Dairy industry sued for alleged illegal price fixing

A class action law suit was filed yesterday by a group of dairy consumers including members of the animal protection group Compassion Over Killing alleging that members of the dairy industry have been illegally fixing prices by artificially inflating costs. The allegations indicate that several dairy companies belonging to Cooperatives Working Together conspired to raise the price of dairy by prematurely slaughtering more than half a million dairy cows as part of its “retirement program” over a seven-year period in order to reduce the supply of milk, thereby driving up prices.

According to the suit (PDF), “…by manipulating the supply of farm milk through herd retirement, price competition has been suppressed and, as a result, indirect purchasers of milk and fresh milk products have paid supracompetitive prices.” The suit alleges that the price fixing scheme helped the cartel yield an additional $10 billion in profit.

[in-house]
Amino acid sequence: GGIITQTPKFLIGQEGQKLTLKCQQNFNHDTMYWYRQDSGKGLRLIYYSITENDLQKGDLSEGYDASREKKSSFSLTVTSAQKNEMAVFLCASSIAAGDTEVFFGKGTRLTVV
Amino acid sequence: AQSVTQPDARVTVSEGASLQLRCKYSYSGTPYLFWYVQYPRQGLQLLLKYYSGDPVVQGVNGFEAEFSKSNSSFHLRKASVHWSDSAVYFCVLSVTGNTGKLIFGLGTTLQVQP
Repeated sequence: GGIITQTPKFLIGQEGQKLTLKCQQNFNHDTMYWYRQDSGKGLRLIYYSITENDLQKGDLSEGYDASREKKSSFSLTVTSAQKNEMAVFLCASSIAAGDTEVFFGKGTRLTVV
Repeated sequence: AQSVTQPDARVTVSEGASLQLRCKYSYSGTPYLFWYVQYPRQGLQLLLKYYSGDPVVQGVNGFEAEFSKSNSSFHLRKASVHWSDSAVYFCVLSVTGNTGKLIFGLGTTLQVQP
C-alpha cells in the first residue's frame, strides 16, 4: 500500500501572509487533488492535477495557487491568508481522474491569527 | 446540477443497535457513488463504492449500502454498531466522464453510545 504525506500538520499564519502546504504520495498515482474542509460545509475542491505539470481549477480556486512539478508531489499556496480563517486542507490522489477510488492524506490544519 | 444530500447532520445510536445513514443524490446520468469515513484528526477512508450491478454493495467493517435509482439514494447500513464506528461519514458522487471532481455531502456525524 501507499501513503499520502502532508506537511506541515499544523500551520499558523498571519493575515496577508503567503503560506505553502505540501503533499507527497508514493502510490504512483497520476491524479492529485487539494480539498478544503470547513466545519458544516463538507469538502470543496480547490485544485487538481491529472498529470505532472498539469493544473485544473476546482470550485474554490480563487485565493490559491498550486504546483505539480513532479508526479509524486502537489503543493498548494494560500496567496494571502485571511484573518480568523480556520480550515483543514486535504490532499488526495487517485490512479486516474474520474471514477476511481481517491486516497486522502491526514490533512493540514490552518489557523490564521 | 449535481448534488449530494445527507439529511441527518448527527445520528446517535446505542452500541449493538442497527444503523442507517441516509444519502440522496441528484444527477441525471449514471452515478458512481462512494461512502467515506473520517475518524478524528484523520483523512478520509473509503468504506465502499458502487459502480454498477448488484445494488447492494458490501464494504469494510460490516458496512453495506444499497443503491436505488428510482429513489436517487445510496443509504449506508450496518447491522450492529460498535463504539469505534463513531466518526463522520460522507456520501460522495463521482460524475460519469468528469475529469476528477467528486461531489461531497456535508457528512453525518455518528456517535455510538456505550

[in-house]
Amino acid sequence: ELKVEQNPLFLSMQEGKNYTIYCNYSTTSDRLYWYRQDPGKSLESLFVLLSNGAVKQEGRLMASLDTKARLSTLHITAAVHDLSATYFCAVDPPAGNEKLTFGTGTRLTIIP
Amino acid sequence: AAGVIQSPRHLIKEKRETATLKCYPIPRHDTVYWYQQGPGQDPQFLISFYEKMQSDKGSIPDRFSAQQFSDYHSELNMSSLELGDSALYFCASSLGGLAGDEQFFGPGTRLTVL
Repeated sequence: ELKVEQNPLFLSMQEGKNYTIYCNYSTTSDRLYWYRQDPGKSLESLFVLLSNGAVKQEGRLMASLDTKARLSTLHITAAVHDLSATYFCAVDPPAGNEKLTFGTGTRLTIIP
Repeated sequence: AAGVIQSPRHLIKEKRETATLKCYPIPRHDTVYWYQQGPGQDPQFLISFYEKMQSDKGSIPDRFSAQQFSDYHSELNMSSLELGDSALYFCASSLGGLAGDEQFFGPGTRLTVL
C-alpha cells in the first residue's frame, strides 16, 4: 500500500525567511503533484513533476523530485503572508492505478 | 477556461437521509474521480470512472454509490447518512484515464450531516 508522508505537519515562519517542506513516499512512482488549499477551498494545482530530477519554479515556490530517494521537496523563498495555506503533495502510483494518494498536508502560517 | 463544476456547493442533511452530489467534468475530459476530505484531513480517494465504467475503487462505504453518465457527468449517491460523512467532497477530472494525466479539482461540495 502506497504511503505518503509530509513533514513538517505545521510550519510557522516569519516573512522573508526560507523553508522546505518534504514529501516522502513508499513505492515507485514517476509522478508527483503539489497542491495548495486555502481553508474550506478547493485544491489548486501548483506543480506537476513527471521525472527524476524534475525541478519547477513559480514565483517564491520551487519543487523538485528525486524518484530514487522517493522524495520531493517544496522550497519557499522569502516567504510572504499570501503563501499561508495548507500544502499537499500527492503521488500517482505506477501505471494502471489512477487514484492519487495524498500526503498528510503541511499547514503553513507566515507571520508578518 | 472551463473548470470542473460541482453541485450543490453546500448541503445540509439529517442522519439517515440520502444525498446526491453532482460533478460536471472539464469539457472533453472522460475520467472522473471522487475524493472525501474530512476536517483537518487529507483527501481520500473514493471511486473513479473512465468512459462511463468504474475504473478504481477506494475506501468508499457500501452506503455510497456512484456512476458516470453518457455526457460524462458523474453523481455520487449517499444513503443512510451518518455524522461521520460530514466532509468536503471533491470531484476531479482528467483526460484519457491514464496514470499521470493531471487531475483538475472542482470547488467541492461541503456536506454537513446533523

Perhaps an early death was merciful for these cows whose counterparts are artificially inseminated only to have their babies taken away within hours of birth. These mother cows are regarded as mere milk producing units, going through this process pregnancy after pregnancy until they’re slaughtered.

Mother cow and calf

Mother cows on dairy farms are protective of their calves and have been known to hide them in wooded or grassy areas, so farmers cannot separate the bonded pair. Photo by Mercy for Animals

Whatever the outcome of the lawsuit, the reality is that the dairy industry is duping consumers into believing that dairy is necessary for good health when the truth is to the contrary. It’s possible, even healthier, to consume diet free of dairy products. A growing body of sound science is increasingly backing a move toward a wholly plant-based diet, free of dairy, meat, and eggs as the way to avoid and even reverse chronic disease.

So consumers needn’t worry about being victims of an industry that has little regard for them or the animals in its supply chain. The great news is they can make their own.

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